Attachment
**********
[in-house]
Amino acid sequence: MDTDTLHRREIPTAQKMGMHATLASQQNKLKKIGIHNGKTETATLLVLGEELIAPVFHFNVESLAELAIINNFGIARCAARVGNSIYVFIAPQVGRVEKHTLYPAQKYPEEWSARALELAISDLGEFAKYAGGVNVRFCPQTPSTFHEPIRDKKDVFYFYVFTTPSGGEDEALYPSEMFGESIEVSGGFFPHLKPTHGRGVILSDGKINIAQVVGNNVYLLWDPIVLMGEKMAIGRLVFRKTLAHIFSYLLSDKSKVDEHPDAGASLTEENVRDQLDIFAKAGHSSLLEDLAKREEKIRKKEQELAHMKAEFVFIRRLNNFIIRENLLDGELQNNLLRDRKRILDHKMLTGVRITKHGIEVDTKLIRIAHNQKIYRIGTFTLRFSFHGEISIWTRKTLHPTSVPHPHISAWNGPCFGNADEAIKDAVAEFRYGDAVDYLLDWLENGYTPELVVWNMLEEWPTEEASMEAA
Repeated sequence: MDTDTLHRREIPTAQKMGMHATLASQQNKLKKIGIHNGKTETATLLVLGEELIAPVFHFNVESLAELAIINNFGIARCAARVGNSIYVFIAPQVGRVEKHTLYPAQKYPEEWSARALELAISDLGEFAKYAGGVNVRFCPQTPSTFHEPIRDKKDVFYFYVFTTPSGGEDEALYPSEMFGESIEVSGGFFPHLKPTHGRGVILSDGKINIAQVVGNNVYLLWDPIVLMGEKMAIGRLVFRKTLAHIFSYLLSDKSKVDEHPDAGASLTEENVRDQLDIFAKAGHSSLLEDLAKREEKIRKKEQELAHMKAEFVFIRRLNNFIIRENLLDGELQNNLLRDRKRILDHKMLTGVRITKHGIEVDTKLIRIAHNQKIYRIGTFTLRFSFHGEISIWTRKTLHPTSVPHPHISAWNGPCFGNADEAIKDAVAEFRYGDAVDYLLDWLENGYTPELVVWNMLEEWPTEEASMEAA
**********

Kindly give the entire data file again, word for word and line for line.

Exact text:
[in-house]
Amino acid sequence: MDTDTLHRREIPTAQKMGMHATLASQQNKLKKIGIHNGKTETATLLVLGEELIAPVFHFNVESLAELAIINNFGIARCAARVGNSIYVFIAPQVGRVEKHTLYPAQKYPEEWSARALELAISDLGEFAKYAGGVNVRFCPQTPSTFHEPIRDKKDVFYFYVFTTPSGGEDEALYPSEMFGESIEVSGGFFPHLKPTHGRGVILSDGKINIAQVVGNNVYLLWDPIVLMGEKMAIGRLVFRKTLAHIFSYLLSDKSKVDEHPDAGASLTEENVRDQLDIFAKAGHSSLLEDLAKREEKIRKKEQELAHMKAEFVFIRRLNNFIIRENLLDGELQNNLLRDRKRILDHKMLTGVRITKHGIEVDTKLIRIAHNQKIYRIGTFTLRFSFHGEISIWTRKTLHPTSVPHPHISAWNGPCFGNADEAIKDAVAEFRYGDAVDYLLDWLENGYTPELVVWNMLEEWPTEEASMEAA
Repeated sequence: MDTDTLHRREIPTAQKMGMHATLASQQNKLKKIGIHNGKTETATLLVLGEELIAPVFHFNVESLAELAIINNFGIARCAARVGNSIYVFIAPQVGRVEKHTLYPAQKYPEEWSARALELAISDLGEFAKYAGGVNVRFCPQTPSTFHEPIRDKKDVFYFYVFTTPSGGEDEALYPSEMFGESIEVSGGFFPHLKPTHGRGVILSDGKINIAQVVGNNVYLLWDPIVLMGEKMAIGRLVFRKTLAHIFSYLLSDKSKVDEHPDAGASLTEENVRDQLDIFAKAGHSSLLEDLAKREEKIRKKEQELAHMKAEFVFIRRLNNFIIRENLLDGELQNNLLRDRKRILDHKMLTGVRITKHGIEVDTKLIRIAHNQKIYRIGTFTLRFSFHGEISIWTRKTLHPTSVPHPHISAWNGPCFGNADEAIKDAVAEFRYGDAVDYLLDWLENGYTPELVVWNMLEEWPTEEASMEAA